Earlier this month Ethiopia's Anti-Terrorism Task Force issued a warning
of "an imminent terrorist attack." The warning is similar to those issued by
the governments of Kenya and Uganda. Ethiopia is concerned about resistance by
the Oromo Liberation Front (OLF). Uganda and Kenya focused on attacks from
Somali Islamists. Ethiopia is also a target for Somali Islamists.
2008: The Ethiopian government claimed it had killed a senior military
commander in the Oromo Liberation Front (OLF), Legesse Wegi. The government has
accused Wegi of being involved in a dozen terrorist attacks since 1993. The
government claimed Wegi was "lured" into a farm house and then was killed by
"locals in cooperation with security forces." There is of course no independent
verification of the operation.
2008: The Ogaden National Liberation Front (ONLF) claimed its fighters in Ogaden had killed 20 Ethiopian Army
troops. The ONLF statement also claimed that ONLF guerrillas had destroyed
three Ethiopian military vehicles and wounded "hundreds." The government and
the ONLF have been trading claims of victories for several weeks.
2008: Eritrea said that it wants "the restoration" of good relations with
Djibouti, based on "full respect of territorial integrity." That could mean a
lot of things and one of them is Eritrea still claims Djiboutian territory.
2008: The UN regards the Eritrea-Djibouti border conflict as a hotspot that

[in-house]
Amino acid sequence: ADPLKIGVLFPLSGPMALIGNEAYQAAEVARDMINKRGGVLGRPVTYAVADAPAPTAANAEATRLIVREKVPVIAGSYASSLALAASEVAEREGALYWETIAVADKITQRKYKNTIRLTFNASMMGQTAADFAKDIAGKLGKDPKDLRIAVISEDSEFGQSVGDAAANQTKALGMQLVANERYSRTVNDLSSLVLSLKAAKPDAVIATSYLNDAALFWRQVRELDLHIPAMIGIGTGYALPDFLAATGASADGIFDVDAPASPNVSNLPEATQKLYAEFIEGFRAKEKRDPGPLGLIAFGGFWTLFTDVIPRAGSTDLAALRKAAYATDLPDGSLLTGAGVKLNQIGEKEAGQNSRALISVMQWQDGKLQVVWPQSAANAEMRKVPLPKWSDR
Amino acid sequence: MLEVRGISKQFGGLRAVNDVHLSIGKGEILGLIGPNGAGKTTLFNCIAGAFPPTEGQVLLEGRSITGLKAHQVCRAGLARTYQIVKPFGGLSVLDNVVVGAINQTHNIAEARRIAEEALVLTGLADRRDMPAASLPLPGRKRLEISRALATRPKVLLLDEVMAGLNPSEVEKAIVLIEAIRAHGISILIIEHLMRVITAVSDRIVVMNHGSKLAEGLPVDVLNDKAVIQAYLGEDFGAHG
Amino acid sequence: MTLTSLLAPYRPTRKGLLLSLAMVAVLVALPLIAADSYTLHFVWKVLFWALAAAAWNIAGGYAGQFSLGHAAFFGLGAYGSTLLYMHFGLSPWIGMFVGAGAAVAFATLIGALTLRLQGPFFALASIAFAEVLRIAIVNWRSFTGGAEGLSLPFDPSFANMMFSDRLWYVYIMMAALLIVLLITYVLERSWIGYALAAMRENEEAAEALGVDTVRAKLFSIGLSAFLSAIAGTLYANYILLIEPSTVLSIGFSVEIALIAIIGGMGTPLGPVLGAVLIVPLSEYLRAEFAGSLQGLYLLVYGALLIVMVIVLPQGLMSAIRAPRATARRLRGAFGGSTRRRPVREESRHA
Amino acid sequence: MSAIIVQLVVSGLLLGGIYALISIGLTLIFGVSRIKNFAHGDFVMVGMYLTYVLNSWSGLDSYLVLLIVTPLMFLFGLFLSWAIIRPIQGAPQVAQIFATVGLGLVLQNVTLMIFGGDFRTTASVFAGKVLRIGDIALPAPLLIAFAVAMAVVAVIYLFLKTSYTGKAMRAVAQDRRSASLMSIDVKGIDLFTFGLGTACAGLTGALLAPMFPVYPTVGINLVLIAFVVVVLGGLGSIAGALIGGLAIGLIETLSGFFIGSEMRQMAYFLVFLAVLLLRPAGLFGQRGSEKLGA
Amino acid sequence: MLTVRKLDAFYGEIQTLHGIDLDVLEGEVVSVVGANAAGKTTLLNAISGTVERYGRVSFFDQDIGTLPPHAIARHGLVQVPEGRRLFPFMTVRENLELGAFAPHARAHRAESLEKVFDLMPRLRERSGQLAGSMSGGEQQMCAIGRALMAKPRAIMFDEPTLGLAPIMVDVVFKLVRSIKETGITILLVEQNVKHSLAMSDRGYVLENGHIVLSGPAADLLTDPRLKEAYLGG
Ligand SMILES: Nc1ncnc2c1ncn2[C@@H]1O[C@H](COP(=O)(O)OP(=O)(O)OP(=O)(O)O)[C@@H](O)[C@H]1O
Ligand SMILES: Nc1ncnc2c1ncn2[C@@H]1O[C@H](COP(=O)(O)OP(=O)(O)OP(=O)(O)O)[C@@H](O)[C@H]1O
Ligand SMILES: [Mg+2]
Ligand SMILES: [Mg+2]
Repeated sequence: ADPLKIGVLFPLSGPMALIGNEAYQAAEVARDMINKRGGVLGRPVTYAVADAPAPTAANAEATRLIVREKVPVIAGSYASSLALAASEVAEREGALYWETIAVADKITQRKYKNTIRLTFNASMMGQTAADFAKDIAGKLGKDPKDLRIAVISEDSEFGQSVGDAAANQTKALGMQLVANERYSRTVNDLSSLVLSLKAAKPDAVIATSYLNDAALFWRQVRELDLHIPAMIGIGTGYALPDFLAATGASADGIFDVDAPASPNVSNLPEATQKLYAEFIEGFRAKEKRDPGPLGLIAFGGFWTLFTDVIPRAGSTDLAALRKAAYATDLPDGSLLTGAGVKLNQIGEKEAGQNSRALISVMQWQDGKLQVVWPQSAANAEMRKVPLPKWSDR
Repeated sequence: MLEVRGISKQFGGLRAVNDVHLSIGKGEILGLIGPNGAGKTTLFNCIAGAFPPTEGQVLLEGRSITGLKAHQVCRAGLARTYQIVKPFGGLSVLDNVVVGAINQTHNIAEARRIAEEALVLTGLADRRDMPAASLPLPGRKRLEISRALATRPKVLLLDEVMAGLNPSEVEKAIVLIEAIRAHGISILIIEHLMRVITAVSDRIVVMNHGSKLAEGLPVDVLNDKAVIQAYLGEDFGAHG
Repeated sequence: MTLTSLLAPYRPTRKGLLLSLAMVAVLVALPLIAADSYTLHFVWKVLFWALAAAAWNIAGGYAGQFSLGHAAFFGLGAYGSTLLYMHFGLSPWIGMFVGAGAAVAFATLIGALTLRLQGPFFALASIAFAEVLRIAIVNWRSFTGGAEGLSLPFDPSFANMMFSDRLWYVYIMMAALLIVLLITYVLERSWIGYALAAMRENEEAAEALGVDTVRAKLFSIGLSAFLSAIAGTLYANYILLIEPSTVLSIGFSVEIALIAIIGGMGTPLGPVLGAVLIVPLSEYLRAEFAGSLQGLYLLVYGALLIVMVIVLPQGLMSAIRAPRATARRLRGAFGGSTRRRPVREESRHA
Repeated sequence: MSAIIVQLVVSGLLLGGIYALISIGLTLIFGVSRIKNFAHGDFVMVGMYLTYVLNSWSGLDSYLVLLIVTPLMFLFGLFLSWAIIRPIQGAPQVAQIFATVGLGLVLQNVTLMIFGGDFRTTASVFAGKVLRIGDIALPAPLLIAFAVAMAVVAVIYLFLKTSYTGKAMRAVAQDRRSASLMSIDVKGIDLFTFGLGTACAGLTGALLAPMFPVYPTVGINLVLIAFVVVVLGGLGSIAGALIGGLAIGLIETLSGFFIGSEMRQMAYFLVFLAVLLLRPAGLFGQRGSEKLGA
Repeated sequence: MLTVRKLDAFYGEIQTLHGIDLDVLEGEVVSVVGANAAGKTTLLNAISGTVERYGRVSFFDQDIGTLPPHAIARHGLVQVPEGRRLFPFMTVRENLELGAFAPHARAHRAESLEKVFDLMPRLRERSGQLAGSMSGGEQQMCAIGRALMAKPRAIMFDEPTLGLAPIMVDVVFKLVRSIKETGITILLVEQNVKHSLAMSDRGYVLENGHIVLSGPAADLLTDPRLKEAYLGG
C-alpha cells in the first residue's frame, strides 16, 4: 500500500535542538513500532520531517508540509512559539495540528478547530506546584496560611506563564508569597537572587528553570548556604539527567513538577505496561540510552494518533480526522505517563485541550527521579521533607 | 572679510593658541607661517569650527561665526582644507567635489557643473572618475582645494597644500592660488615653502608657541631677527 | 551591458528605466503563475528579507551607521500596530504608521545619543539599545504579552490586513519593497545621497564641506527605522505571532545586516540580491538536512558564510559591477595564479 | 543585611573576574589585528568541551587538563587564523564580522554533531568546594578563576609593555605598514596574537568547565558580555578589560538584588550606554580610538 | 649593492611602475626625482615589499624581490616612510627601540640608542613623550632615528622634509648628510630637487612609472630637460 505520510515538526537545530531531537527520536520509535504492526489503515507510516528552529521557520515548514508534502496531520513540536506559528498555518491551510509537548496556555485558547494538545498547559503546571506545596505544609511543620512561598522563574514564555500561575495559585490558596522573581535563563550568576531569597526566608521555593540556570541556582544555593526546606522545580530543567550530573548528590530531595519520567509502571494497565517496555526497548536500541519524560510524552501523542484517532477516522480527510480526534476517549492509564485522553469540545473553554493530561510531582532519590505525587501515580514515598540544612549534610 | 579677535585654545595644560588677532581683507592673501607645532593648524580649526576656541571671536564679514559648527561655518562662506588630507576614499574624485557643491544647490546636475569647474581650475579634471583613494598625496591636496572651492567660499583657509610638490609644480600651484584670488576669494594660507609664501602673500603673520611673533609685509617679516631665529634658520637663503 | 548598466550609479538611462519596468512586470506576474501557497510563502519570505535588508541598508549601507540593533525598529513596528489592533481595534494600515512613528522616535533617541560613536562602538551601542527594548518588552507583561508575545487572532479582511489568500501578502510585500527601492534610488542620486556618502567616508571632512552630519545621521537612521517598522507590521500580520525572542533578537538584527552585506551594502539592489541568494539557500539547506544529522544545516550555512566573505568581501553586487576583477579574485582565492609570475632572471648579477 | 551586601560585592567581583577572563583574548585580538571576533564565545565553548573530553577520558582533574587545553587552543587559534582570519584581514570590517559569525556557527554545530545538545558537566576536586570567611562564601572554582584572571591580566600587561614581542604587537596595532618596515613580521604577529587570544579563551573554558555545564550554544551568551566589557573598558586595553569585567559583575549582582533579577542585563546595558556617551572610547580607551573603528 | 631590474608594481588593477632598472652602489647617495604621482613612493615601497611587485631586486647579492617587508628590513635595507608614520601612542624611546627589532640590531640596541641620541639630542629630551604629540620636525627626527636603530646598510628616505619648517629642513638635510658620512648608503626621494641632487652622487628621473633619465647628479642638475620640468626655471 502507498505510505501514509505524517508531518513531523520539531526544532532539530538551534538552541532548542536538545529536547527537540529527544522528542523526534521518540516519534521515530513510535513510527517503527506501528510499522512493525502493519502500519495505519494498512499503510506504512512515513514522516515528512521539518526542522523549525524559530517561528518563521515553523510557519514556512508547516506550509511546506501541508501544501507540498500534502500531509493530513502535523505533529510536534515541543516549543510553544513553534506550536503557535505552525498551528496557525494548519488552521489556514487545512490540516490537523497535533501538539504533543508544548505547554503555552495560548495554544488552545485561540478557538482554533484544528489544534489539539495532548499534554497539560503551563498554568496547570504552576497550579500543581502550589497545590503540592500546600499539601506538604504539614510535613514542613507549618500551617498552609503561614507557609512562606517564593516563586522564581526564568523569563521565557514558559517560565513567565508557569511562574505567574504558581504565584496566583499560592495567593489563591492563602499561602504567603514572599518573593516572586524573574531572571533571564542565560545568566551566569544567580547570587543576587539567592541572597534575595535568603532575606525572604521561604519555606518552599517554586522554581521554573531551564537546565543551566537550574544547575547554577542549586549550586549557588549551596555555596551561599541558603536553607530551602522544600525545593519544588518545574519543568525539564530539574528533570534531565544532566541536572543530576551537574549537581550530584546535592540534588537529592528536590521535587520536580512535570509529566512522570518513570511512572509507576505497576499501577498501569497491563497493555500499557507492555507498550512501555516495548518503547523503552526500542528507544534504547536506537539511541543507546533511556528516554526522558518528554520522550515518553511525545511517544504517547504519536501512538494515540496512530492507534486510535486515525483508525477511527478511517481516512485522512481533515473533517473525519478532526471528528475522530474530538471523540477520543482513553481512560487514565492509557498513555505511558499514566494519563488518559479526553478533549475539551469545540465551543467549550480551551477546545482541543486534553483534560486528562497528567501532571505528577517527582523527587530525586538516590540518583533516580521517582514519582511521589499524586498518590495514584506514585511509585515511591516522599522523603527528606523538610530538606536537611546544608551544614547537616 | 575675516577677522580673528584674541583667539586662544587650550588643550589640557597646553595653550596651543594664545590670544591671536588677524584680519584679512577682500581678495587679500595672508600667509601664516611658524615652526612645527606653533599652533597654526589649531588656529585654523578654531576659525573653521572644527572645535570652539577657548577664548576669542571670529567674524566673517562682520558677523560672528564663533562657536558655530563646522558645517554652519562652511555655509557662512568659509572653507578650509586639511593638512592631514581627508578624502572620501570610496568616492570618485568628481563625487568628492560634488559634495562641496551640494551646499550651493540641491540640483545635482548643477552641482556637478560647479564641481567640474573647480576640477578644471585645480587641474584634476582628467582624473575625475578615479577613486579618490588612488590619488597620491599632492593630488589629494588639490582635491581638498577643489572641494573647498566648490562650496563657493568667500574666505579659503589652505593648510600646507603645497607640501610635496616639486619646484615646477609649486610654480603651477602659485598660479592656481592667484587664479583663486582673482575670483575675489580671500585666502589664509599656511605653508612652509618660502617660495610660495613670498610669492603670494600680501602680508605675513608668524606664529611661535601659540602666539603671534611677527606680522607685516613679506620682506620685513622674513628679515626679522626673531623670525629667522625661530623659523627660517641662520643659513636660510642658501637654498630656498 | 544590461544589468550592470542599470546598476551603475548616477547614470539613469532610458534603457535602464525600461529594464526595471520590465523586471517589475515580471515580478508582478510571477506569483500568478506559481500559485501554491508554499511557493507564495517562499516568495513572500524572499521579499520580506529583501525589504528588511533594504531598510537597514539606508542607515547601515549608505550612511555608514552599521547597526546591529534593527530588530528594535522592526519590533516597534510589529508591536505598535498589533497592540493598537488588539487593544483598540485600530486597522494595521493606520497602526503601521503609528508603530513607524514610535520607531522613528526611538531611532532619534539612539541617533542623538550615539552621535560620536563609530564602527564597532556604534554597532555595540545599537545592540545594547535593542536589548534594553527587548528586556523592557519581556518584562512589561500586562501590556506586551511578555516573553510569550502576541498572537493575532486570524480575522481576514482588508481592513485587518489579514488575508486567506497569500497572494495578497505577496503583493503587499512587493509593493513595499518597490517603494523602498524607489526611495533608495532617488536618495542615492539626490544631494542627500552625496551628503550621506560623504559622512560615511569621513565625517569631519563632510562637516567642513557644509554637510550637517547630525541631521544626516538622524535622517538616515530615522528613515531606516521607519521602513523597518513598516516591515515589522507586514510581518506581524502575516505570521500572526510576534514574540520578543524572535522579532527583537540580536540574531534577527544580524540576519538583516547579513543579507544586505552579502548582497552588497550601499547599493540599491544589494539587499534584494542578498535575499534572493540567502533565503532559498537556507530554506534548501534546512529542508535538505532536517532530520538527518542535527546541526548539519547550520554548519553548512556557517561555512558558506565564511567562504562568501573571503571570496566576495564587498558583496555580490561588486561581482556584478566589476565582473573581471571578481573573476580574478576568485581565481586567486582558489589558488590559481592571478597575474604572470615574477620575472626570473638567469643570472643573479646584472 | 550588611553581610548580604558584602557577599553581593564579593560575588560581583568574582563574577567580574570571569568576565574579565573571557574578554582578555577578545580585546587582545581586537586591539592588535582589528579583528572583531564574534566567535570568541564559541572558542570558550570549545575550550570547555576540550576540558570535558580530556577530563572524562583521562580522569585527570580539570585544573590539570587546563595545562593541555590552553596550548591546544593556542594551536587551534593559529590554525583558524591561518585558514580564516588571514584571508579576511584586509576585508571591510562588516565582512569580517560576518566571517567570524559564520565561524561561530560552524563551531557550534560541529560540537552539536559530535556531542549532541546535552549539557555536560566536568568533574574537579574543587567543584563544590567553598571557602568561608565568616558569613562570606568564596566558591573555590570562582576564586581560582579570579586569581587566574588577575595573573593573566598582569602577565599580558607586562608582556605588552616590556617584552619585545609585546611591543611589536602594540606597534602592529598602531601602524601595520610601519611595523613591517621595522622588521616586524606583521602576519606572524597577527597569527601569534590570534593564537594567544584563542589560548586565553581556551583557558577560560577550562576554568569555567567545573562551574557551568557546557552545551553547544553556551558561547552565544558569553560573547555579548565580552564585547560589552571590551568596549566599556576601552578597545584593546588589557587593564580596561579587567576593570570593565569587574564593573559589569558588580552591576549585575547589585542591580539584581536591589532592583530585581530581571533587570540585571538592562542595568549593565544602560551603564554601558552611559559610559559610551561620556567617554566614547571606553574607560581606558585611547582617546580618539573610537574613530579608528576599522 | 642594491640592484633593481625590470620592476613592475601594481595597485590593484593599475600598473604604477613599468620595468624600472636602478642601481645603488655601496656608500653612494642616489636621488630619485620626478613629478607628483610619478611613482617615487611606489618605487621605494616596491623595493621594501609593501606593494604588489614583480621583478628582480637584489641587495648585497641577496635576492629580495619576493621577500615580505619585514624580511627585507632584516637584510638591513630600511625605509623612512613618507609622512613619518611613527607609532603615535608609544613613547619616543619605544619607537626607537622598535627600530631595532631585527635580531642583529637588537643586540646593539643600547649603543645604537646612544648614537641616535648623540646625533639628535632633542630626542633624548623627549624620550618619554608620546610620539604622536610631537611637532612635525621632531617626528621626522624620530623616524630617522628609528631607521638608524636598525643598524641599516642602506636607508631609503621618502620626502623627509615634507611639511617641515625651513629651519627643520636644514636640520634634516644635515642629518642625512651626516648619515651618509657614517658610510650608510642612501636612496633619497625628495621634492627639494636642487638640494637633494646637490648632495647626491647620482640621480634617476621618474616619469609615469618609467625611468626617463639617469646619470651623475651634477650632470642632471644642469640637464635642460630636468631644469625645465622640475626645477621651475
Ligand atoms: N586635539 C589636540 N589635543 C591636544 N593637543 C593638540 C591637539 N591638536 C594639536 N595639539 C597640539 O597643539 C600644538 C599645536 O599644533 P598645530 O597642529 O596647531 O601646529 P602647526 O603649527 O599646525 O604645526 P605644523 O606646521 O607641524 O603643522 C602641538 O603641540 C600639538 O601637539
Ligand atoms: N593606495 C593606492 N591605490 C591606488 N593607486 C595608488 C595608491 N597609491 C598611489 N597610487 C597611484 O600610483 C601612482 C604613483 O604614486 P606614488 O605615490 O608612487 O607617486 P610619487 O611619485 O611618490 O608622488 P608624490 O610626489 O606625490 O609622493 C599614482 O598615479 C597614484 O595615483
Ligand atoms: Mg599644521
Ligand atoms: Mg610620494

could lead to a bigger conflict in the Red Sea littoral, and considers the
situation "volatile and fragile." That's a good description. The UN condemned Eritrea after Eritrea
attacked Djibouti and killed over 40 Dbjiboutian soldiers. The UN statement
followed one by the government of Djibouti that included the warning that
Eritrea could interdict shipping routes in the Red Sea. The US has around 1200
soldiers and support personnel in Djibouti, serving with Coalition Joint Task
Force- Horn of Africa.
2008: The US State Department claimed that Eritrea is providing safe harbor for
member's of Somalia's Al-Shabab Islamist organization. The US considers Al-Shabab
to be a terrorist organization.
2008: Ethiopia said that its 4,000 troops would remain in Somalia until the
African Union (AU) peacekeeping force is "fully deployed" (meaning 8,000
troops). At the moment the AU has around 3000 troops in Somalia.